What are some specific examples from George Orwell's 1984 that show Winston Smith is a hero?

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Winston is heroic in daring to oppose the state. As Nafasi writes in Reading Lolita in Teheran, in a totalitarian state, the smallest of gestures, such as a woman allowing a few strands of hair to fall out from her veil, becomes an act of rebellion.

Winston's rebellion runs deep. He writes in a diary, although he knows it will lead either to his death or twenty five years at a hard labor camp. He has a forbidden affair with Julia and even rents a room above Mr. Charrington's shop so that the two can, every so often, live like an ordinary couple. He states to O'Brien that he is willing to take great risks to help overthrow the current government.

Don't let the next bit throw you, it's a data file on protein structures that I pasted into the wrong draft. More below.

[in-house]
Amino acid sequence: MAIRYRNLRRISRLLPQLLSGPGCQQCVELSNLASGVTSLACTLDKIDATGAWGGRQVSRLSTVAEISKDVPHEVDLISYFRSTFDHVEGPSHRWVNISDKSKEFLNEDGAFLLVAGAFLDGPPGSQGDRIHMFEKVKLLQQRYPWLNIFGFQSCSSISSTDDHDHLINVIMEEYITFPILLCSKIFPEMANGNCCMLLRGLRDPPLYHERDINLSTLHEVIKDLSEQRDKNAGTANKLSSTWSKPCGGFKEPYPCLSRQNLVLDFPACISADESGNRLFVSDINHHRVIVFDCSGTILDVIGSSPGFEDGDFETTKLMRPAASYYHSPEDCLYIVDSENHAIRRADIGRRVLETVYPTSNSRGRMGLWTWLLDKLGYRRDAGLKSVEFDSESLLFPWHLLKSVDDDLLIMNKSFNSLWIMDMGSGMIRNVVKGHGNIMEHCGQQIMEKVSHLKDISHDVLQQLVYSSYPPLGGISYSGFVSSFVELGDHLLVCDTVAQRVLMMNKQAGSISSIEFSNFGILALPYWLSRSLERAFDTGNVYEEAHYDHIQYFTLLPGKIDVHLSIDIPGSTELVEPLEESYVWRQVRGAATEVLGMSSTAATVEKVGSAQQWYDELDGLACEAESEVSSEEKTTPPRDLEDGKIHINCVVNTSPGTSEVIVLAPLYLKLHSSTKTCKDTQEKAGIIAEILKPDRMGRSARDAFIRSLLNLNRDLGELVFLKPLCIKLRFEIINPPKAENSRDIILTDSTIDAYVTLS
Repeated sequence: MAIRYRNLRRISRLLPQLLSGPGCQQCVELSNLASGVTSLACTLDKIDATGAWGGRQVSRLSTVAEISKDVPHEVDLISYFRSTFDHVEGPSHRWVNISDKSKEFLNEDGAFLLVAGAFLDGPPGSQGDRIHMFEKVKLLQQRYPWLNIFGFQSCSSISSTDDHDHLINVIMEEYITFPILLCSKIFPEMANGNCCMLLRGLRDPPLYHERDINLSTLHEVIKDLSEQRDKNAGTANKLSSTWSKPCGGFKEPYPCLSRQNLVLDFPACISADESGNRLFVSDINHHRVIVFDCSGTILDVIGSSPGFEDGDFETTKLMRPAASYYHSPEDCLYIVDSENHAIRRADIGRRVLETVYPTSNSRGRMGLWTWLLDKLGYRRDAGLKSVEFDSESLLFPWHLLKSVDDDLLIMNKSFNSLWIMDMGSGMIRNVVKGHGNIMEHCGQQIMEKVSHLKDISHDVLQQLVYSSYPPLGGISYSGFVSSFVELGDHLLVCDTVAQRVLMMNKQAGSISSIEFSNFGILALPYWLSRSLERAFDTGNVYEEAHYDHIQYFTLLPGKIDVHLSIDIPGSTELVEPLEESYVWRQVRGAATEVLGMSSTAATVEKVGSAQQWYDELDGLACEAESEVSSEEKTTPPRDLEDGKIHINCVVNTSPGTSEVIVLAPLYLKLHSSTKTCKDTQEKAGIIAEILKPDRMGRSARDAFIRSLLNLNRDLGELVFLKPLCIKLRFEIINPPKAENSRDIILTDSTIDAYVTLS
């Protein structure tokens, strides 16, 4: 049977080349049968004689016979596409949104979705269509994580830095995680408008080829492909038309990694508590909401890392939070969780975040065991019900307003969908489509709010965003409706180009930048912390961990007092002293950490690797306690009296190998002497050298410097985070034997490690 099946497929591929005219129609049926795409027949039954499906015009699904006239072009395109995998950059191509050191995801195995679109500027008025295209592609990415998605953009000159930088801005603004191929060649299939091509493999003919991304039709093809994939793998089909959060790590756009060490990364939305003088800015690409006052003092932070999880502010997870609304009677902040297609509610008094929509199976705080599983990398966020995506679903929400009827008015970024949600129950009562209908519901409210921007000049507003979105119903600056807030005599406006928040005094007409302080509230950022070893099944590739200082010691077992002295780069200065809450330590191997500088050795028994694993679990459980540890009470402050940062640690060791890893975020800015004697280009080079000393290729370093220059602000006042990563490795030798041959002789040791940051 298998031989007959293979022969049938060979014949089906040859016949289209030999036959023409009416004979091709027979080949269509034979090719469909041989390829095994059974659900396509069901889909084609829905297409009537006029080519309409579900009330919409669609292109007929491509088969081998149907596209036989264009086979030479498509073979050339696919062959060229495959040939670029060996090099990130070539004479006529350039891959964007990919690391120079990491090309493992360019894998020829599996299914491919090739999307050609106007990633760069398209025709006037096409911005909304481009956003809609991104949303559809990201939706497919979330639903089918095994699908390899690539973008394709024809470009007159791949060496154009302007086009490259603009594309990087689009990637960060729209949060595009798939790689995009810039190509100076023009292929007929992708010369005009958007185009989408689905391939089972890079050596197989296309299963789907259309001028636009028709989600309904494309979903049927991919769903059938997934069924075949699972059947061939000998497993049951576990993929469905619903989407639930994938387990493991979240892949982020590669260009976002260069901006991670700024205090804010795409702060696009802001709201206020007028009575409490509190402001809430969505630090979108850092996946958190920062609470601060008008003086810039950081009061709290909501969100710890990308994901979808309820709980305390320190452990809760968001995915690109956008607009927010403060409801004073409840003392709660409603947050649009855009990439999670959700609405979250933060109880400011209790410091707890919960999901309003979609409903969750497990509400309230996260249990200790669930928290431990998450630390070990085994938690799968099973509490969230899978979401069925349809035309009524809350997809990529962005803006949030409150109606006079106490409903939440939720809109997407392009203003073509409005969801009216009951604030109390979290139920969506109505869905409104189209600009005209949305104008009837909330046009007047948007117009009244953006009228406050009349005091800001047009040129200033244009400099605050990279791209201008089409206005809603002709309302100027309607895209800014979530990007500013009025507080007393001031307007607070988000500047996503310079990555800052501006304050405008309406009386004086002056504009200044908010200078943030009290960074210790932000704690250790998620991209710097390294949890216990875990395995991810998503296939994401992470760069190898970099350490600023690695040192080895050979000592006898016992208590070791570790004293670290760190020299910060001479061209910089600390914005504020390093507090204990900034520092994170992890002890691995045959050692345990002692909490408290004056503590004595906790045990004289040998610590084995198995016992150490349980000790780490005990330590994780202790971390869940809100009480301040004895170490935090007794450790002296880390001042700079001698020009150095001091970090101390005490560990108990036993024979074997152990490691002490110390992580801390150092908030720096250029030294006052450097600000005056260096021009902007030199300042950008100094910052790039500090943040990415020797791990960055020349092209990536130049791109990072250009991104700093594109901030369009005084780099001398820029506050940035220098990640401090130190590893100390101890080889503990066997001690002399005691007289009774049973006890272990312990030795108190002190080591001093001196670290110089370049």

After his arrest, Winston is heroic in resisting the idea that two plus two equal five, even while being tortured, and he tries to hang on to his love for Julia as long as possible. If he cannot "win," he at least fights a good fight.

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Although he is fairly ordinary at heart, Winston Smith functions as the main hero in George Orwell's dystopian world. This fact might surprise some readers; after all, Winston succumbs to torture at the end of the novel and finishes the narrative as a devout follower of Big Brother. While his end might be tragic, Winston spends the vast majority of the novel exhibiting a quiet and inspiring heroism, so it would be mistaken to judge him solely on his miserable fate in the final pages of 1984. The clearest example of Winston's heroism occurs quite early in the novel: in the first chapter, he steals home to write his thoughts in a diary. This seemingly simple act is perhaps Winston's most heroic moment. Since Big Brother polices the minds of its citizens and punishes those who dare to think for themselves, the decision to record independent ideas in a journal is a rebellious act against the established order. As such, Winston's early decision to rebel by thinking (and writing) for himself is a clear example of his heroism.

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